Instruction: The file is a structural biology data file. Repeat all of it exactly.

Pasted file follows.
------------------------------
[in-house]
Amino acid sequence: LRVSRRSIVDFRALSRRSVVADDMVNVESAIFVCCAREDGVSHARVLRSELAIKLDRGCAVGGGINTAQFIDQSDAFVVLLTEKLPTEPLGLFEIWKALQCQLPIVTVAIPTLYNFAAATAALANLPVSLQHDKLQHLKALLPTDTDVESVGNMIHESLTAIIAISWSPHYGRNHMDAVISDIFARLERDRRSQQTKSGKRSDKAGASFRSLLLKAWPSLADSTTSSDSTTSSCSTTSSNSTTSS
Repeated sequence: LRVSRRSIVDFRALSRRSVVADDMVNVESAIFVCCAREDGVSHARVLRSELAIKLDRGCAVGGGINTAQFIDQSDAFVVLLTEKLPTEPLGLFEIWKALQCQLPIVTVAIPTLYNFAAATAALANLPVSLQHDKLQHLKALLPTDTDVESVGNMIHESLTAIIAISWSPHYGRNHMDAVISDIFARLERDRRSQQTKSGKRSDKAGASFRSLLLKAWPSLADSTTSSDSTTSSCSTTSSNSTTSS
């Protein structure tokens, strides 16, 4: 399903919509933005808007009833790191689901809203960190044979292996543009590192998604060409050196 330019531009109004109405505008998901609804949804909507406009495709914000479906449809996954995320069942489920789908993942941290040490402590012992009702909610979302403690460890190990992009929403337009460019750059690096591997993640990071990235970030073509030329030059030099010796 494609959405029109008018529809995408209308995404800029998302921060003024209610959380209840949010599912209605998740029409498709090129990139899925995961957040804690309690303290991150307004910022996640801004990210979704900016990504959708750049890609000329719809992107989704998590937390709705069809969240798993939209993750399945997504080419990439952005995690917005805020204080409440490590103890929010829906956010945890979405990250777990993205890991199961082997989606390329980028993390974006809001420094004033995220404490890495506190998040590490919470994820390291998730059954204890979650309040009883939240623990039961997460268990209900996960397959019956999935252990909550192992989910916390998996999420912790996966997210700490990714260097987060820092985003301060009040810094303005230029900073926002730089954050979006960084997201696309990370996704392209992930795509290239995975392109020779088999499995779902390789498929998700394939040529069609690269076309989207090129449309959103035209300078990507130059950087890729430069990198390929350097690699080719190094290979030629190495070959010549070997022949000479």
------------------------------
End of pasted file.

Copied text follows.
[in-house]
Amino acid sequence: LRVSRRSIVDFRALSRRSVVADDMVNVESAIFVCCAREDGVSHARVLRSELAIKLDRGCAVGGGINTAQFIDQSDAFVVLLTEKLPTEPLGLFEIWKALQCQLPIVTVAIPTLYNFAAATAALANLPVSLQHDKLQHLKALLPTDTDVESVGNMIHESLTAIIAISWSPHYGRNHMDAVISDIFARLERDRRSQQTKSGKRSDKAGASFRSLLLKAWPSLADSTTSSDSTTSSCSTTSSNSTTSS
Repeated sequence: LRVSRRSIVDFRALSRRSVVADDMVNVESAIFVCCAREDGVSHARVLRSELAIKLDRGCAVGGGINTAQFIDQSDAFVVLLTEKLPTEPLGLFEIWKALQCQLPIVTVAIPTLYNFAAATAALANLPVSLQHDKLQHLKALLPTDTDVESVGNMIHESLTAIIAISWSPHYGRNHMDAVISDIFARLERDRRSQQTKSGKRSDKAGASFRSLLLKAWPSLADSTTSSDSTTSSCSTTSSNSTTSS
């Protein structure tokens, strides 16, 4: 399903919509933005808007009833790191689901809203960190044979292996543009590192998604060409050196 330019531009109004109405505008998901609804949804909507406009495709914000479906449809996954995320069942489920789908993942941290040490402590012992009702909610979302403690460890190990992009929403337009460019750059690096591997993640990071990235970030073509030329030059030099010796 494609959405029109008018529809995408209308995404800029998302921060003024209610959380209840949010599912209605998740029409498709090129990139899925995961957040804690309690303290991150307004910022996640801004990210979704900016990504959708750049890609000329719809992107989704998590937390709705069809969240798993939209993750399945997504080419990439952005995690917005805020204080409440490590103890929010829906956010945890979405990250777990993205890991199961082997989606390329980028993390974006809001420094004033995220404490890495506190998040590490919470994820390291998730059954204890979650309040009883939240623990039961997460268990209900996960397959019956999935252990909550192992989910916390998996999420912790996966997210700490990714260097987060820092985003301060009040810094303005230029900073926002730089954050979006960084997201696309990370996704392209992930795509290239995975392109020779088999499995779902390789498929998700394939040529069609690269076309989207090129449309959103035209300078990507130059950087890729430069990198390929350097690699080719190094290979030629190495070959010549070997022949000479």